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The closest description for what I'm looking for is an electronic slot machine with a hundred wheels. Each wheel has, say, 8 faces/drawings/symbols and I need to be able to create any of the 8^100 permutations in the most cost effective manner.

The wheels are mounted on a shaft (can be a geared or smooth shaft, whatever needed), and can be spun all at once stopping one at a time or (preferably) just spun and stopped one at a time (so it's not exactly a slot machine).

I've considered many possible solutions, but I'm looking for a method that's as cost-effective as possible so a motor per wheel is definitely out, a solenoid per wheel is less than ideal. I considered mounting a motor onto a belt (a la inkjet printers) moving from one to the other from behind and doing the spinning, which is a very clunky and imprecise solution.

I'm assuming this is a solved problem, but one I'm just not familiar with. Does anyone have any ideas or prior art I can look at for inspiration to solving this?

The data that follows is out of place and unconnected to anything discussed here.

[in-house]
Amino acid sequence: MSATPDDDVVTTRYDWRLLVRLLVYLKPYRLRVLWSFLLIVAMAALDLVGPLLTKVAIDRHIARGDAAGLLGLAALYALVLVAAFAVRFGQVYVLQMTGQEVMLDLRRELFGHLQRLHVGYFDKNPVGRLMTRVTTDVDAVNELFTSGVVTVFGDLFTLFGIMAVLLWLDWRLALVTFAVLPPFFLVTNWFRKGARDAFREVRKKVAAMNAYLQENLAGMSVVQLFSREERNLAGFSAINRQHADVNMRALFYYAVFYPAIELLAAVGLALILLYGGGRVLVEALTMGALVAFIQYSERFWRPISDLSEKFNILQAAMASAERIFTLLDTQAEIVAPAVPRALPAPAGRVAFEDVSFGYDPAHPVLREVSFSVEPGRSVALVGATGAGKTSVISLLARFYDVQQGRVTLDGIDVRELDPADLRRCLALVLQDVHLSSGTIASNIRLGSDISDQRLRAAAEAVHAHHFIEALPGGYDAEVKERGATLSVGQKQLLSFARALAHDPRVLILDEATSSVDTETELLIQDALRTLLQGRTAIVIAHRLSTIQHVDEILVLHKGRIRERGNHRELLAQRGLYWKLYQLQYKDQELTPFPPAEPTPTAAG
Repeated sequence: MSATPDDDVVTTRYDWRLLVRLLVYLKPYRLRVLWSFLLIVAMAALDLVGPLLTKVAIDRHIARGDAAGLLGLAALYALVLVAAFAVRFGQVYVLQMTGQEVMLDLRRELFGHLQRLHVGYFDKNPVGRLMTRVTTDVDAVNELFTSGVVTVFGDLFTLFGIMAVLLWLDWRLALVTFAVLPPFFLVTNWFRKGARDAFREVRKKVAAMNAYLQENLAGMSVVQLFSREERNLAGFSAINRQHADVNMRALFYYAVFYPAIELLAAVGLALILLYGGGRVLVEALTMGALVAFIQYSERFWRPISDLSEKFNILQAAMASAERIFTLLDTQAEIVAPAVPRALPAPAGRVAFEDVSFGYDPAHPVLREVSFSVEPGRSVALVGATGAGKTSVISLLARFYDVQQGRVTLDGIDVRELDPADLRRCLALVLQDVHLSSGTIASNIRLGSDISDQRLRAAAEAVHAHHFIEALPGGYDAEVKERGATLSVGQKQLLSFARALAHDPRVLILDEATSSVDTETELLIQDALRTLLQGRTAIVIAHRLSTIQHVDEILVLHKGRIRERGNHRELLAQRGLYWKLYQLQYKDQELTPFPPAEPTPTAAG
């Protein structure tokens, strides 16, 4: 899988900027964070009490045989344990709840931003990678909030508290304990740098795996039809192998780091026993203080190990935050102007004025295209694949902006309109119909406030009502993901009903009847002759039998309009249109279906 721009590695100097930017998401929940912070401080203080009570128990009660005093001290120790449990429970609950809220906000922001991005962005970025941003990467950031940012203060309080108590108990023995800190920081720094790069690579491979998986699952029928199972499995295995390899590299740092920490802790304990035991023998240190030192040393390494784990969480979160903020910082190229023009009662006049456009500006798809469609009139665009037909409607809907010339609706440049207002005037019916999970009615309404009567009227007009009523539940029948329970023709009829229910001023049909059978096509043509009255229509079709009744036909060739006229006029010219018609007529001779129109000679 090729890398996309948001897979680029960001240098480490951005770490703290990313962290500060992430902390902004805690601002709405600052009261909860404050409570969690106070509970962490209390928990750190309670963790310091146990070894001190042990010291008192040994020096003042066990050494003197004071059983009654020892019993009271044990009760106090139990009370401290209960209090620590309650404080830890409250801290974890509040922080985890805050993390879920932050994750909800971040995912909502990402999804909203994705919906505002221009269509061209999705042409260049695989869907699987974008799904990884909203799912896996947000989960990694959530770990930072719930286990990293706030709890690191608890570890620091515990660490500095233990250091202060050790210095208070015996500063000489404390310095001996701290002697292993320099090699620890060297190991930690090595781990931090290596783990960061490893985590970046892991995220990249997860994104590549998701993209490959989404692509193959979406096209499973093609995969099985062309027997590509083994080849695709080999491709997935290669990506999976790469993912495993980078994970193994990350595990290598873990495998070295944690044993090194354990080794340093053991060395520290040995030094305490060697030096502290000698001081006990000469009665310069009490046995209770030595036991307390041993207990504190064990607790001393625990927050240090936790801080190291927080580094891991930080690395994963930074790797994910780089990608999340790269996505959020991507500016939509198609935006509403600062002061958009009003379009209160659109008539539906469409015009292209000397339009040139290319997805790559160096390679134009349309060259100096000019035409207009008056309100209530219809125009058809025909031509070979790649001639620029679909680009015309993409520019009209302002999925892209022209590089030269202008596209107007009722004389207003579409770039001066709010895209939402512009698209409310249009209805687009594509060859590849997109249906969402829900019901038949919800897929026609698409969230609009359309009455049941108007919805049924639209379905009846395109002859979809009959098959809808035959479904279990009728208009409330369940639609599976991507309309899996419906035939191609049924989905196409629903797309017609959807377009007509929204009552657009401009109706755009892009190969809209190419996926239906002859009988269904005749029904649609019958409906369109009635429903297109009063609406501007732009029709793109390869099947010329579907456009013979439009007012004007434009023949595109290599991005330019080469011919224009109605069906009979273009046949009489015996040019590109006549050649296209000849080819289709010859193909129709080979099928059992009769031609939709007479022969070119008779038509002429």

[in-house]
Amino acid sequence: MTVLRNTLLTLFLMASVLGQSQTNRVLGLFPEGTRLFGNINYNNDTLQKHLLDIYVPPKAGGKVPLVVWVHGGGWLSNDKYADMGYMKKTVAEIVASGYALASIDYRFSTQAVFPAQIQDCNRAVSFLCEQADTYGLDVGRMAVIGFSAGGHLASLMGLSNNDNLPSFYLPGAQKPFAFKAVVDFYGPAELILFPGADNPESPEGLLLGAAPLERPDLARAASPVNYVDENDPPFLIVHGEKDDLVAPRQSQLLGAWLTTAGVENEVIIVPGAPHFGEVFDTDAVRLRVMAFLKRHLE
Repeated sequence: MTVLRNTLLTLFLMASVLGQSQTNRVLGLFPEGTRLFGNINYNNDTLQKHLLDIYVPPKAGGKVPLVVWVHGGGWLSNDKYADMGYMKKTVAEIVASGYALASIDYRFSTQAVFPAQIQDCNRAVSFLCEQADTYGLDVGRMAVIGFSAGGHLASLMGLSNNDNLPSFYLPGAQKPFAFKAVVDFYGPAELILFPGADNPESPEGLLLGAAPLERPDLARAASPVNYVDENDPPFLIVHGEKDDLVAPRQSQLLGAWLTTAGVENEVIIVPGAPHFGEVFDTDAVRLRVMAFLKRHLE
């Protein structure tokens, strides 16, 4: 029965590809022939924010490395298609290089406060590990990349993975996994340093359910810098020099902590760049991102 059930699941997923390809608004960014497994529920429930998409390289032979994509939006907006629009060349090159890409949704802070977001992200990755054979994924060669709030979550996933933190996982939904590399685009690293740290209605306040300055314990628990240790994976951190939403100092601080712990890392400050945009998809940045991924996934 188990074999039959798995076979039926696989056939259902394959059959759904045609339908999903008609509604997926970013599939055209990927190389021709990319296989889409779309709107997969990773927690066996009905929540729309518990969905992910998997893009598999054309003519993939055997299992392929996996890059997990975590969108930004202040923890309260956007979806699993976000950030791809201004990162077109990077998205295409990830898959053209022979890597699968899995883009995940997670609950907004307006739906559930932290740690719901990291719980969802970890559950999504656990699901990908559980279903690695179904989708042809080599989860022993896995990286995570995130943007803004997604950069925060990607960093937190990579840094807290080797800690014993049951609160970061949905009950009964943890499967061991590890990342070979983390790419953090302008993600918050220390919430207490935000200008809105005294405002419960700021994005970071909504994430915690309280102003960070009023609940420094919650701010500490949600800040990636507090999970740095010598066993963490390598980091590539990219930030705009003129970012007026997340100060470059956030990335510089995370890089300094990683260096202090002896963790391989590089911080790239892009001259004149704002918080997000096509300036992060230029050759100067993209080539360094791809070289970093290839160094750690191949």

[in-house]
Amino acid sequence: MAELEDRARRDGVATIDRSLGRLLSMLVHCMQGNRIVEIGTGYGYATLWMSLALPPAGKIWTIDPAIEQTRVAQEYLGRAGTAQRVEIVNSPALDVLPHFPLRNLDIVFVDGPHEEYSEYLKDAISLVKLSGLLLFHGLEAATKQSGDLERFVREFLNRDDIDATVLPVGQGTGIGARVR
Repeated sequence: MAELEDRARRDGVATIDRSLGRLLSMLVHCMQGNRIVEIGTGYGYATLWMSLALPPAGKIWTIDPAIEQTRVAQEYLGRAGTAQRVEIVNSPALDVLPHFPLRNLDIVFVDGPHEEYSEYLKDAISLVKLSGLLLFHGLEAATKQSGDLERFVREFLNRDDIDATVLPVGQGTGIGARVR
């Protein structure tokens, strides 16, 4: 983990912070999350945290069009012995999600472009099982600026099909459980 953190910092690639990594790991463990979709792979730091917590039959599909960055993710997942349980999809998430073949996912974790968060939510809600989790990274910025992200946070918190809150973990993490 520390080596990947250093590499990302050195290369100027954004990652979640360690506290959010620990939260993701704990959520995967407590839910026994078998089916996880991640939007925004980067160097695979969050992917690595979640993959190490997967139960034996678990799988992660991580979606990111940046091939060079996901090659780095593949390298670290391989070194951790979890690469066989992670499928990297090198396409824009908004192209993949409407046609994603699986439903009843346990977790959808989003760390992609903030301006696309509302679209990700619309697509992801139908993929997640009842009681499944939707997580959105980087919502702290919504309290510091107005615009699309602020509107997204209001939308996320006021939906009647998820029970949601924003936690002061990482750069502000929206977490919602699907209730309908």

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  • \$\begingroup\$ Just so we all understand you project... All 100 wheels should be started spinning at approximately the same time and stopped one at a time? Is the position that it is stopped in random, or does that need to be controlled somehow? Put another way: do you care which symbol it is stopped on, or is any symbol OK so long as it is lined up correctly? \$\endgroup\$ – user3624 Feb 16 '12 at 20:43
  • \$\begingroup\$ I don't care whether they all spin up at once and stopped one at a time or if I spin up the first wheel, stop it, then spin up the 2nd wheel, stop it, etc. I need to determine what symbol is displayed (not hard if there are gears attached and the microprocessor knows what the previous face was - just calculate and subtract). \$\endgroup\$ – Mahmoud Al-Qudsi Feb 16 '12 at 20:45
  • \$\begingroup\$ Here is a mechanism reminiscent of a combination lock, with all wheels driven by a single motor: tiltedtwister.com/timetwister.html. It would require a lot of twisting on 100 wheels to get an arbitrary position, but its an option. Cost effective, but horribly inefficient in time. \$\endgroup\$ – captncraig Feb 16 '12 at 20:50